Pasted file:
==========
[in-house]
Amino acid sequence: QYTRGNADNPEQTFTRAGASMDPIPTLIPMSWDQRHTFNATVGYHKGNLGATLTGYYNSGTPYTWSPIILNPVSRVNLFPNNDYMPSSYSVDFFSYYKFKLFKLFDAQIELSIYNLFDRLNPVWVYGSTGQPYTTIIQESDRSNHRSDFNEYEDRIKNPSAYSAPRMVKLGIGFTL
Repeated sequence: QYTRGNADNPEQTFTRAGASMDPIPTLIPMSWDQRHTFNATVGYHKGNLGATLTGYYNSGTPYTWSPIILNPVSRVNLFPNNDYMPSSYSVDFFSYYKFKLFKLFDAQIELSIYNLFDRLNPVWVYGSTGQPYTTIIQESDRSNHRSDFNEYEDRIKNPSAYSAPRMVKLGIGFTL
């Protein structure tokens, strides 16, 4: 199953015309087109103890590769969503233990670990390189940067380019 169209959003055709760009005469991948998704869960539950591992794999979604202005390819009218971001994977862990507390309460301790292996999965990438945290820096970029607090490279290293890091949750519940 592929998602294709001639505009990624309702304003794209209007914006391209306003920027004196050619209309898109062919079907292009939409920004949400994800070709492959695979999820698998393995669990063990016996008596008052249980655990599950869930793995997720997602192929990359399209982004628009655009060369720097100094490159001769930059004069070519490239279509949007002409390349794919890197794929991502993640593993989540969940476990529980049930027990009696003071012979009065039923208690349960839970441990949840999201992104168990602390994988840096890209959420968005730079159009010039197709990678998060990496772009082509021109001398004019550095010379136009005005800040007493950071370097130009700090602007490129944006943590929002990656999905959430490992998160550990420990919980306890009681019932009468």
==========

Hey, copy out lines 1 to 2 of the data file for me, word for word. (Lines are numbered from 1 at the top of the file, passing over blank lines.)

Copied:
[in-house]
Amino acid sequence: QYTRGNADNPEQTFTRAGASMDPIPTLIPMSWDQRHTFNATVGYHKGNLGATLTGYYNSGTPYTWSPIILNPVSRVNLFPNNDYMPSSYSVDFFSYYKFKLFKLFDAQIELSIYNLFDRLNPVWVYGSTGQPYTTIIQESDRSNHRSDFNEYEDRIKNPSAYSAPRMVKLGIGFTL